Dr. Martha M. Rumore, Pharm D., JD, MS, LLM, FAPhA
Of Counsel Frier Levitt
Dr. Martha Rumore is Senior Counsel at the Manhattan law firm of Frier Levitt. She is a pharmacist/attorney admitted to the NY, NJ, and DC bars. She has a Pharm D. from St. John’s University, a MS in Drug Information from Long Island University, a JD from CUNY School of Law, and an LLM in Intellectual Property from the Benjamin N. Cardozo School of Law. She was previously Of Counsel at the law firm of Sorell, Lenna & Schmidt, LLP in New York and a Clinical Pharmacist at Montefiore Medical Center in New York. At the law firm she focuses on pharmaceutical and medical device intellectual property including all aspects of patent law prosecution and transactional matters. She has over 15 years of law firm experience in the area of pharmaceutical intellectual property, especially generic pharmaceuticals. She has also worked in the pharmaceutical industry and hospital pharmacy, both at the Director level. She taught Pharmacy Law at both Long Island University and Touro College of Pharmacy for close to 20 years. In 2017, she won the Touro Faculty Research and Scholarship Award. Martha is a frequent lecturer and has over 200 publications and presentations. She is a Fellow and former Trustee of the American Pharmacists Association and in 2015 received the APhA-APPM Poster Merit Award. She is also a former member of the American Society for Pharmacy Law Board of Directors and received the 2015 Larry Simonsmeier Legal Writing Award.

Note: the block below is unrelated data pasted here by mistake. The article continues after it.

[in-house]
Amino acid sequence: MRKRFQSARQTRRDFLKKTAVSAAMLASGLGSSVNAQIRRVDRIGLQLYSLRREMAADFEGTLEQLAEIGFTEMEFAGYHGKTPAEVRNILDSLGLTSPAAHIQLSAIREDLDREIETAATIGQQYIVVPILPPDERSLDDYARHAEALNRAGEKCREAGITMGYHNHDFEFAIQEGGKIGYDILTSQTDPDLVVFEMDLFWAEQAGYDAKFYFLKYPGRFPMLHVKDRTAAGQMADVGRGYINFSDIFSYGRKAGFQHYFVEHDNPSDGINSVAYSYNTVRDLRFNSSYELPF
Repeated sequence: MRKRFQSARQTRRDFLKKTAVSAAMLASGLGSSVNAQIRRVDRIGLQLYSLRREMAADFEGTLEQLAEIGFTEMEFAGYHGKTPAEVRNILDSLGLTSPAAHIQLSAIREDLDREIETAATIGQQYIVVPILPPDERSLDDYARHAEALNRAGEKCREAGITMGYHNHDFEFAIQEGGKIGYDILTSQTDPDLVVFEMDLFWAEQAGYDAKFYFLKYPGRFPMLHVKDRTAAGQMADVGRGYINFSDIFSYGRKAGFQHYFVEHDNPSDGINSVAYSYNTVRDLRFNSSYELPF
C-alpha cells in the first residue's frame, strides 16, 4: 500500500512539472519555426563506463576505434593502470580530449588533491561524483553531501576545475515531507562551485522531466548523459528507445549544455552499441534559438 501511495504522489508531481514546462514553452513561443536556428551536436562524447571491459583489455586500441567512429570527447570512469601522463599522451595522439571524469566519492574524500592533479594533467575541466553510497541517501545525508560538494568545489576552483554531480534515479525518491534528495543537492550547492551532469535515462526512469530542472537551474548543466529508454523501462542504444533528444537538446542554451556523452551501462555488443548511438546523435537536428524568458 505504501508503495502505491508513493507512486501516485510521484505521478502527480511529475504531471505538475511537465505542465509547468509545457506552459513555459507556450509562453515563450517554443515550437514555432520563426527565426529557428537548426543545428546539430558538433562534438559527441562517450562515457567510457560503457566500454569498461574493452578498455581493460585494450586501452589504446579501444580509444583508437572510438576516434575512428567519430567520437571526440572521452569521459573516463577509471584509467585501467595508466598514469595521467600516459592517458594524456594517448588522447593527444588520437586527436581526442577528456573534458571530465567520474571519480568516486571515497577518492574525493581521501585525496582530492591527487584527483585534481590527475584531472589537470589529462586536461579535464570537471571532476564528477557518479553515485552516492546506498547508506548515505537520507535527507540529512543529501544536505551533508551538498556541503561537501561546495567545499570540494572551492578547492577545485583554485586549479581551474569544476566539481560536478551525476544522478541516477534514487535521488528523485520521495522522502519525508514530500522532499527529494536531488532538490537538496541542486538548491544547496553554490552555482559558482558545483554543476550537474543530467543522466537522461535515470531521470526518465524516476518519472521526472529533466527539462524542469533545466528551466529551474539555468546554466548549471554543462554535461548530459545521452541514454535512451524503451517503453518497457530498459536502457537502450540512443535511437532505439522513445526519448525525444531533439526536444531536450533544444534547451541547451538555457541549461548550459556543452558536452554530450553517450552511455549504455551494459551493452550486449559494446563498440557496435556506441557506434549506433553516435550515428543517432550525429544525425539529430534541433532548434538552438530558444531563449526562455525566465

ACPE # 0088-9999-23-231-L03-P and 0088-9999-23-232-L05-P
1. Examine recent legislative, legal, and regulatory changes impacting pharmacists on the state and federal level.
2. Describe recent court cases that are relevant to pharmacy practice and how those cases may affect the attendee’s behavior in providing pharmacy services.
3. Describe pharmacy federal and state laws, regulations and the role of the state boards of pharmacy.
4. Identify the resources available in addressing and evaluating issues pertaining to controlled substances in both community and institutional pharmacy practice.
5. Describe how medication errors and adverse drug events in prescribing, dispensing, administration and patient education can be prevented.
6. Describe the extent and effect of medication errors on patient health and safety.
7. Evaluate opportunities and challenges for postmarketing surveillance and adverse drug reaction notification and reporting.
8. Identify best practices to decrease potential liability from medication errors.